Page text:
Fundraising Director:  The director oversees and develops the fundraising campaign by working with the Education and Events coordinator to implement funding streams.

Education and Events Coordinator: This person or committee develops and coordinates events and educational activities, coordinates presenters, displays topics and updates at the garden, and organizes the promotion and outreach of activities.

Lead Design and Gardener: This person or committee is responsible for storing and distributing information about plants and gardening techniques, coordinating care and maintenance of common areas like compost, paths, and borders and coordinating and facilitating garden work-days.

Community Outreach, Promotion & Public Relations: This person or team sets up social media accounts, creates and manages a newsletter, writes press releases, connects with local media, documents with photos and videos, and maintains the website.

Tool/Structure Maintenance and Repair: Maintenance and Repair people are responsible for sourcing recycled material, soliciting donations for structures, tools, equipment, benches, hoses, and other equipment. They also inventory and, as well as repair tools and equipment.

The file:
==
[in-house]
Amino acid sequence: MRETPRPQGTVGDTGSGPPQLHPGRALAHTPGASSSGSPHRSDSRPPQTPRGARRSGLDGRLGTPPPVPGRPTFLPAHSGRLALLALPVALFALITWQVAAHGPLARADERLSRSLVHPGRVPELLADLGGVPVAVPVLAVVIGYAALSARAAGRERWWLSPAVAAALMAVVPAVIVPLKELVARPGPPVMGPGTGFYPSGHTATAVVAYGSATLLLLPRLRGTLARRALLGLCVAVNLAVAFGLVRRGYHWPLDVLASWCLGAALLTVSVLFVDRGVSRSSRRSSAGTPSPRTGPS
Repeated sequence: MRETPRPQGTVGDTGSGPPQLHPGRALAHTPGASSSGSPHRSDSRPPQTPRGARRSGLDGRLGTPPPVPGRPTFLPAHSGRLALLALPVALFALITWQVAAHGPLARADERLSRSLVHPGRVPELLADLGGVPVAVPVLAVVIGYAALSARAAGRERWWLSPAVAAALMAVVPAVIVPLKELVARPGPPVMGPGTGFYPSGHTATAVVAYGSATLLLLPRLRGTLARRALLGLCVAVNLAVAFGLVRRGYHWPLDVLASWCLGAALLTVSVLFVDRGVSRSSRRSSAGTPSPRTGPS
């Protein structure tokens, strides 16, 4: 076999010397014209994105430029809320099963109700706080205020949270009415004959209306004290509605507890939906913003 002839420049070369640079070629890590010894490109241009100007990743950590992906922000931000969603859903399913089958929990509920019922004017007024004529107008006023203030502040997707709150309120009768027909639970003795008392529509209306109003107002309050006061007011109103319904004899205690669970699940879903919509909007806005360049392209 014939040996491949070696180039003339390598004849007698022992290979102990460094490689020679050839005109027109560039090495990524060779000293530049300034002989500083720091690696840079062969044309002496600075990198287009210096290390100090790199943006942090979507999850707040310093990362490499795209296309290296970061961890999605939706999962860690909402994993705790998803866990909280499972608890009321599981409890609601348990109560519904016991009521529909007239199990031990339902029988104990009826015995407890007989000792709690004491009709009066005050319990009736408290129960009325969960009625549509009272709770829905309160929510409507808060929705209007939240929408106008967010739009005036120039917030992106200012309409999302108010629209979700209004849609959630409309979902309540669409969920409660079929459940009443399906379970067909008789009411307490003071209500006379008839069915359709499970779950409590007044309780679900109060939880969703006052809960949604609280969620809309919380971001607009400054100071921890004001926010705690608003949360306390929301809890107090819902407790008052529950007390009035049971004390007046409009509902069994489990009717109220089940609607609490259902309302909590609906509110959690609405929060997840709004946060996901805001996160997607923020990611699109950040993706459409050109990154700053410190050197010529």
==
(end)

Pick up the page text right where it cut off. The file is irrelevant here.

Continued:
Seed Manager: The Seed Manager’s responsibilities include securing seeds, soliciting seed donations, coordinating seed saving, and keeping seed inventory.

Pest and Weed Monitor & Control: Pest and Weed Control personnel monitors, reports, and treats pest problems (organically, of course) and maintains weed control.

The Calvary Presbyterian and wood streets green team help riverside city college grow a new community garden on Dec, 12 2012 (Photo: RCCD)

4. Resourcefulness is Sexy